Each subsequent DUI you receive will add to the potential penalties a judge can sentence you to. Additionally, the level of intoxication you displayed will also affect the potential punishment. As such, it is difficult to provide an accurate description of the penalties for any individual crime. The most effective way to understand what you run the risk of from the court is to speak with your attorney and get an idea of what they believe is the most likely outcome.
Having said that, we can at least give you a general idea of what you can expect in punishment and the cost of a DUI.
The court will only consider DUIs from the past ten years when determining punishments. You also cannot get the court to expunge a DUI from your record, and it will remain on your criminal and driving record.
Yes, you should hire an attorney. People sometimes get the idea that DUIs aren’t a big deal, especially if it is just your first one. Unfortunately, this couldn’t be farther from the truth. Even a first-time offense carries the risk of jail time and has other consequences you may not consider at the moment. You need to hire an attorney who will fight for you and work to avoid a conviction.
Many of the primary defenses for DUIs look at technical parts of the law and rely on an intricate knowledge of criminal procedures and civil rights. It can be difficult to refute the results of a blood draw, as that is hard evidence. The key to fighting a DUI conviction is to look and see if there were improper procedures on the part of the police.
Finding these improper procedures is difficult for a layperson and may result in you being unable to properly articulate your case. Having an attorney on your side who has likely used similar defenses before will give you a better chance of securing a deal or avoiding a conviction.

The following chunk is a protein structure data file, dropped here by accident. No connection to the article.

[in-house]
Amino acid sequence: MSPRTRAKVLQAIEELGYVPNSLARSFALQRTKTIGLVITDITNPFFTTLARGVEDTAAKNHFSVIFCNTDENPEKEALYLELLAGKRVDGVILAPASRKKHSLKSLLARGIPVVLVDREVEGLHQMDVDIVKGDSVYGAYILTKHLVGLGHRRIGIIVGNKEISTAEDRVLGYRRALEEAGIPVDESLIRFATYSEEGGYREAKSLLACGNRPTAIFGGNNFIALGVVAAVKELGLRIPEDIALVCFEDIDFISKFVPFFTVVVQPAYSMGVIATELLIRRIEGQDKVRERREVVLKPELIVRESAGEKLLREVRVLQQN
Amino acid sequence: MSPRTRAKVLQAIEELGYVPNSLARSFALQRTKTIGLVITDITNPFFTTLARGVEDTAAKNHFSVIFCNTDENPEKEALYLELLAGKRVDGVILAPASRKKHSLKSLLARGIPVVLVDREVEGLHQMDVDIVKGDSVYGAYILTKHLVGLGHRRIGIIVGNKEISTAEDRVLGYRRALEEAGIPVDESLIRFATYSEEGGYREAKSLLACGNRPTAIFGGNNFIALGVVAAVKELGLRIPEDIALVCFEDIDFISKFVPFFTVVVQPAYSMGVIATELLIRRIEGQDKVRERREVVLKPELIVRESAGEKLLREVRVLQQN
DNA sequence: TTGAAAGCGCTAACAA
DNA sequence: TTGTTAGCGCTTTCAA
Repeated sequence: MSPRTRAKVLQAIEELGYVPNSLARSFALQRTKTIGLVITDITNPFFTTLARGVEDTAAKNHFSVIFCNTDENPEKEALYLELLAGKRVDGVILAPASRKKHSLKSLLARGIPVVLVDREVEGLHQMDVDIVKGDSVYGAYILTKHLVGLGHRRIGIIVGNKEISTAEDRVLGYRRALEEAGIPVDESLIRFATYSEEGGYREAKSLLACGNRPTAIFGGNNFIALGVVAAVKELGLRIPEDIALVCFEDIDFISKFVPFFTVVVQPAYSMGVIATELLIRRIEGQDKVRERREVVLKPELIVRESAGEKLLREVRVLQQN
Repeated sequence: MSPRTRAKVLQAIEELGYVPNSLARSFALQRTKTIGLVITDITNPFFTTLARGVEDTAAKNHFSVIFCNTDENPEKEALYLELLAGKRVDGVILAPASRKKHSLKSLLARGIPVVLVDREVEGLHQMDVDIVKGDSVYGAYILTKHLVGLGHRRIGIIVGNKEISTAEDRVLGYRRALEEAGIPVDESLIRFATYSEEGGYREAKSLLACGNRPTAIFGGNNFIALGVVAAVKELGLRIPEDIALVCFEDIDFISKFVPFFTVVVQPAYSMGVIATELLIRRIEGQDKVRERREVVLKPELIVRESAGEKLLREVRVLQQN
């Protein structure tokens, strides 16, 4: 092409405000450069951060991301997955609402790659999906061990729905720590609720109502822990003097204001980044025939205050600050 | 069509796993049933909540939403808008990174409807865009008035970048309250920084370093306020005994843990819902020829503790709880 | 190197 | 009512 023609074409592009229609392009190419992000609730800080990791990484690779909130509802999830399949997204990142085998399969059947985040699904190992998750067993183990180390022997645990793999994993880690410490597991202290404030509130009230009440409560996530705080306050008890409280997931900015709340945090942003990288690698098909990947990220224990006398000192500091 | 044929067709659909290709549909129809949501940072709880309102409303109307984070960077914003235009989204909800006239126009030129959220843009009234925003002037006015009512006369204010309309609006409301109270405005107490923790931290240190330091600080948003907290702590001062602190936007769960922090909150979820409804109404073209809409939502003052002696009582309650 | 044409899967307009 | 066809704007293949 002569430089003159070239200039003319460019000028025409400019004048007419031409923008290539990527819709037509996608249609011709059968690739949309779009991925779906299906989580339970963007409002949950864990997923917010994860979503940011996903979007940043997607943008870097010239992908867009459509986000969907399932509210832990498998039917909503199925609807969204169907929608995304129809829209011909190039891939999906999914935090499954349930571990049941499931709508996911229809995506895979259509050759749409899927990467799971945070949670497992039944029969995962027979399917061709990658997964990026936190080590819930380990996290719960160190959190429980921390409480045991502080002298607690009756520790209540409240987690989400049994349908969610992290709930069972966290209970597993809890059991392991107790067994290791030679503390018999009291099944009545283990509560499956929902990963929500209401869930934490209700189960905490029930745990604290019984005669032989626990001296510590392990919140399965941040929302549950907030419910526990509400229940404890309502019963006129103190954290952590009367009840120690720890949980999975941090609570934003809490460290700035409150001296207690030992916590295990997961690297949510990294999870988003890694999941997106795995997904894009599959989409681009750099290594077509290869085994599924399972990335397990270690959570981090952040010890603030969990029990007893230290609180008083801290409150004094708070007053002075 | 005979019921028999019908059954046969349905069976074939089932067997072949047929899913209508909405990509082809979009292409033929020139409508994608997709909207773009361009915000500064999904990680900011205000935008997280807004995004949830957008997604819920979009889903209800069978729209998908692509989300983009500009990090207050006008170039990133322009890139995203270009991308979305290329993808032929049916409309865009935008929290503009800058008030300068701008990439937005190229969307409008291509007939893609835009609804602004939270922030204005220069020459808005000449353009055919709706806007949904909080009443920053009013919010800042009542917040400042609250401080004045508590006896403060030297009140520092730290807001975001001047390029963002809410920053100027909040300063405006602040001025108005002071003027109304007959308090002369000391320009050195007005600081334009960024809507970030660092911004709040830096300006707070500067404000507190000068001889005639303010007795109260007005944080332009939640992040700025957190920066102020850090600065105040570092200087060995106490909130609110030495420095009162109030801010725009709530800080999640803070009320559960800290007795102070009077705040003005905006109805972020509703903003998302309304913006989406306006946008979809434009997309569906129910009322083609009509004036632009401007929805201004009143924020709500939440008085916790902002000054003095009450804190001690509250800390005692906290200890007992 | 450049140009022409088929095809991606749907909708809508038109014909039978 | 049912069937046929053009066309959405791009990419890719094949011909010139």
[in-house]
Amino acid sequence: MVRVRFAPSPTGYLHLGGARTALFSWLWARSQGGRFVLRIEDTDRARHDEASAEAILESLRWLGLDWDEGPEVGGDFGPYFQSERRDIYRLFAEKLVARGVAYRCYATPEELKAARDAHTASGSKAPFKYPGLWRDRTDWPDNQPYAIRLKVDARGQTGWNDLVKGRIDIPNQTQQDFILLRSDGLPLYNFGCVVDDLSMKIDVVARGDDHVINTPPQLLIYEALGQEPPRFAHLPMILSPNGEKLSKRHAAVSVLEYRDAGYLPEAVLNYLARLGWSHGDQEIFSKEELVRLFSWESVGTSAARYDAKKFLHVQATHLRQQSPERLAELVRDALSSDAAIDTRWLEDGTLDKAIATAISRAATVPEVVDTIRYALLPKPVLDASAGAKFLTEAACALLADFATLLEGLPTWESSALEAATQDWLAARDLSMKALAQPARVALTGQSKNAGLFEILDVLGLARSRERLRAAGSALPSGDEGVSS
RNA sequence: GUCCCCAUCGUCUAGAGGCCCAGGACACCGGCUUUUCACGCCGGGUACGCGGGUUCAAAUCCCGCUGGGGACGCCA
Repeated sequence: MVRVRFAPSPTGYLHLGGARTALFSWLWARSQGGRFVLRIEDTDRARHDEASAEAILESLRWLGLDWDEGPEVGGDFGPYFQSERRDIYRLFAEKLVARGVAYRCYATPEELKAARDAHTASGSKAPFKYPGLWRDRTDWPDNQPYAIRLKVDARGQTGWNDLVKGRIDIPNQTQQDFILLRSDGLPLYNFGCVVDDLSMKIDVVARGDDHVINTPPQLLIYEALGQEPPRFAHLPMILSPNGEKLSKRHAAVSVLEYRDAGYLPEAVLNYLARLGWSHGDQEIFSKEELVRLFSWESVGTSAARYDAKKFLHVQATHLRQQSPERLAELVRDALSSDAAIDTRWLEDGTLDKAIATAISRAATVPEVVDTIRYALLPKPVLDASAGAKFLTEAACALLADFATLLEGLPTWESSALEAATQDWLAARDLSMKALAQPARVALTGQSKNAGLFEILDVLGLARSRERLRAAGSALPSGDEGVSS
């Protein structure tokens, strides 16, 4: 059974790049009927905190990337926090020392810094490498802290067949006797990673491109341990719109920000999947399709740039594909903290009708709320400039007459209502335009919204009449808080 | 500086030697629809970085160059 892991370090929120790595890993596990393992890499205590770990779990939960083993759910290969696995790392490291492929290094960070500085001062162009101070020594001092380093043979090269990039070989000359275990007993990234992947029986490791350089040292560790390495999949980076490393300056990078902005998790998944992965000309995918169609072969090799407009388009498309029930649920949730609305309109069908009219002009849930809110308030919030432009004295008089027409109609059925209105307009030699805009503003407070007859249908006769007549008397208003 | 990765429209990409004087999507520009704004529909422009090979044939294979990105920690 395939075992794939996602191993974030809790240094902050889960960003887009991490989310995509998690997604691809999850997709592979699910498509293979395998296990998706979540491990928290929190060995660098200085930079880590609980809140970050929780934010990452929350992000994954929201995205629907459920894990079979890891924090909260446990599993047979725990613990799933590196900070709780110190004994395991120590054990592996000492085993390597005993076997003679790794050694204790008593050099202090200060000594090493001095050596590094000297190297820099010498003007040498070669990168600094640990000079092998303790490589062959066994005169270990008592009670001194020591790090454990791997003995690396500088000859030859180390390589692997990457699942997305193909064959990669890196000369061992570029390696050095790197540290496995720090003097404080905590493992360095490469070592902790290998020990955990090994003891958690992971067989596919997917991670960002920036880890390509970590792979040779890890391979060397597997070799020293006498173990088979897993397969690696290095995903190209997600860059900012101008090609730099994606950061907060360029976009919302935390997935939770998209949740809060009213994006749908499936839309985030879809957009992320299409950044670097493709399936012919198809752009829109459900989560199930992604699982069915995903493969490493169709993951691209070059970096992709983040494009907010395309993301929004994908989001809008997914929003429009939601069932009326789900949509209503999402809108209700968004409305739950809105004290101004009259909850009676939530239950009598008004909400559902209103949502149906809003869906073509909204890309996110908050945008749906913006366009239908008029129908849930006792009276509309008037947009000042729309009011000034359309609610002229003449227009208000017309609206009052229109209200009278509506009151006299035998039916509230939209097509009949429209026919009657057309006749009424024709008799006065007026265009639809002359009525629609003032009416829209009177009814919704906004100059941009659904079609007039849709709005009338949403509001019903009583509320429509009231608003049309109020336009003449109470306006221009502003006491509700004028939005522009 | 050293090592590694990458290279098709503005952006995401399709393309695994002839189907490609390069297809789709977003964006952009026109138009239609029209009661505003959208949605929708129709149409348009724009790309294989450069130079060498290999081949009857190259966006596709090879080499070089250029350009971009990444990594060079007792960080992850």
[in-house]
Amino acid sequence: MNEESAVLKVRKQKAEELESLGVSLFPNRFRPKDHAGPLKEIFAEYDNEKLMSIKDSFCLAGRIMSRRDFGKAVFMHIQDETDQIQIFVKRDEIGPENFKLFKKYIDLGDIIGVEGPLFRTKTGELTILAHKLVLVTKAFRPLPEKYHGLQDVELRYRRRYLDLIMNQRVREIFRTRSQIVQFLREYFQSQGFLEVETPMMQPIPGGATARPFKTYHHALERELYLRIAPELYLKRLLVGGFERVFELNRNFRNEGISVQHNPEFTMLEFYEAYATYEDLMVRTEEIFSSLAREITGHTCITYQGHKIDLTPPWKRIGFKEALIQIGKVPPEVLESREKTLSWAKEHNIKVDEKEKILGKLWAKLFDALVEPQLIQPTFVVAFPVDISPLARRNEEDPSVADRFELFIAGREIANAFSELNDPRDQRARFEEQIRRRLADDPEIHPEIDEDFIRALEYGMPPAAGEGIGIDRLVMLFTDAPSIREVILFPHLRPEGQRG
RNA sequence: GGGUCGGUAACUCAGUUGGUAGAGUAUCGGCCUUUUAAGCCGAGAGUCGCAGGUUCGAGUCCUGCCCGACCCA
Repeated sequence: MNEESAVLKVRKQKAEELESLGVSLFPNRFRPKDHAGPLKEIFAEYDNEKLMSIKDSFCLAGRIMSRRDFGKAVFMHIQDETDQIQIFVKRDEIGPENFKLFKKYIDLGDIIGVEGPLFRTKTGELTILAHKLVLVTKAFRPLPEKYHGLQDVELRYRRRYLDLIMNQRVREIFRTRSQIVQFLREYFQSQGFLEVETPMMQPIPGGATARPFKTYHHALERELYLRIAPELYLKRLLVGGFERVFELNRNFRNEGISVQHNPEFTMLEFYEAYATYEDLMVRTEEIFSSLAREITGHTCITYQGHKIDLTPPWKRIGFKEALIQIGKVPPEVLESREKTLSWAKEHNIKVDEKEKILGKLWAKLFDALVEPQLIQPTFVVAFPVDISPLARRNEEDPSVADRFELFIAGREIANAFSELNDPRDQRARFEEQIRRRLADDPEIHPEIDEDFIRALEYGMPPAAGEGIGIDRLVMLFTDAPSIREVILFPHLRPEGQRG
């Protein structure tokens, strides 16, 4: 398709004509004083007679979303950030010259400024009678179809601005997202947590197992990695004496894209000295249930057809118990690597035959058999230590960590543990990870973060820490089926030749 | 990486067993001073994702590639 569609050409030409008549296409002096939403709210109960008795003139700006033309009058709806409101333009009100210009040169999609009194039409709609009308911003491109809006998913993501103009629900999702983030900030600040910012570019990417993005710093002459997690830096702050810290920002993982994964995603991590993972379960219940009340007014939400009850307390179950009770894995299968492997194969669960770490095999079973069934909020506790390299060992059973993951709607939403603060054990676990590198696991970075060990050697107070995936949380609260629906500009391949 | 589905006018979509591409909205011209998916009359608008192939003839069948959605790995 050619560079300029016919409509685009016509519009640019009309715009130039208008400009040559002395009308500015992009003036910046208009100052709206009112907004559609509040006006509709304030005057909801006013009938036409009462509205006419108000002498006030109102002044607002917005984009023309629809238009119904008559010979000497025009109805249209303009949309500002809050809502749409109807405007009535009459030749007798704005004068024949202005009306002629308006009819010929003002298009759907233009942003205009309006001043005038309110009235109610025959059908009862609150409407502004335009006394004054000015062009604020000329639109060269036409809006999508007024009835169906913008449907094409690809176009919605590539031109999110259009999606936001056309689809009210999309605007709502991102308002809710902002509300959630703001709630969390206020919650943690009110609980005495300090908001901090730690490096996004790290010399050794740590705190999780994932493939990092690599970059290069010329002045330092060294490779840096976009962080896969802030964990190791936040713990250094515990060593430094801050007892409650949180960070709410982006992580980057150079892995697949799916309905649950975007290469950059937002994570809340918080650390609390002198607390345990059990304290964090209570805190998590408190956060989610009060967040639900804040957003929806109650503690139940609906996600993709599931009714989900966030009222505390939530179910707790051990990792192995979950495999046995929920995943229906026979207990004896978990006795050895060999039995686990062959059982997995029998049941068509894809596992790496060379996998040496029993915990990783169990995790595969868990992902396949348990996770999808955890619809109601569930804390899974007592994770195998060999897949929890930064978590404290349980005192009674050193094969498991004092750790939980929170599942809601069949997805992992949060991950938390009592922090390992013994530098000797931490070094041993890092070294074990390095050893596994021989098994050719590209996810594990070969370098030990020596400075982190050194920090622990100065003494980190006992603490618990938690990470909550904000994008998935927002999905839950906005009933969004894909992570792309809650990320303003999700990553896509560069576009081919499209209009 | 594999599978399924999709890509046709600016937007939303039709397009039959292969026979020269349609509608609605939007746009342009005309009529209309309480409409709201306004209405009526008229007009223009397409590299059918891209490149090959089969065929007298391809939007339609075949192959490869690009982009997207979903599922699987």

A DUI conviction can hang around and cause you trouble down the line. A DUI conviction will be on your permanent criminal record and may lead to you facing additional charges for a different offense. If you hire an experienced attorney, you may be able to avoid having this crime hang above your head.
A: Yes, a lawyer is enormously beneficial. Any of the defenses for DUIs are technical and require someone with an intricate understanding of the law. Additionally, even if they can’t get you a not-guilty verdict, your attorney can work to help you avoid the harshest penalties and jail time. You should always hire an attorney to assist you with any legal matter, and DUIs are no exception.
A: Some DUI attorneys will set a flat fee, while others will charge you hourly. There is no set fee, and each lawyer will charge something different depending on their level of skill, years of experience, and where they are in South Carolina. In general, you should spend about $2,000 to $5,000 on your case.
A: Yes, jail time is a possibility. Even a first-time offense may carry jail time if the judge deems it necessary. This risk of jail time is why you need to always take a DUI charge seriously, as even a first-time offense has the chance to radically change your life and cause issues down the road.
A: It is possible to have a DUI dismissed. Judges will hear arguments from the attorneys on both sides before a case starts to determine if the trial should proceed. If your attorney can showcase sufficient evidence for why the prosecution does not have a case or why their evidence is inadmissible, you can have the judge dismiss your case.
DUIs are a serious crime, and you need an experienced Marion DUI lawyer. At Axelrod & Associates, we have served many defendants in DUI cases. Contact us today to see how we can help you.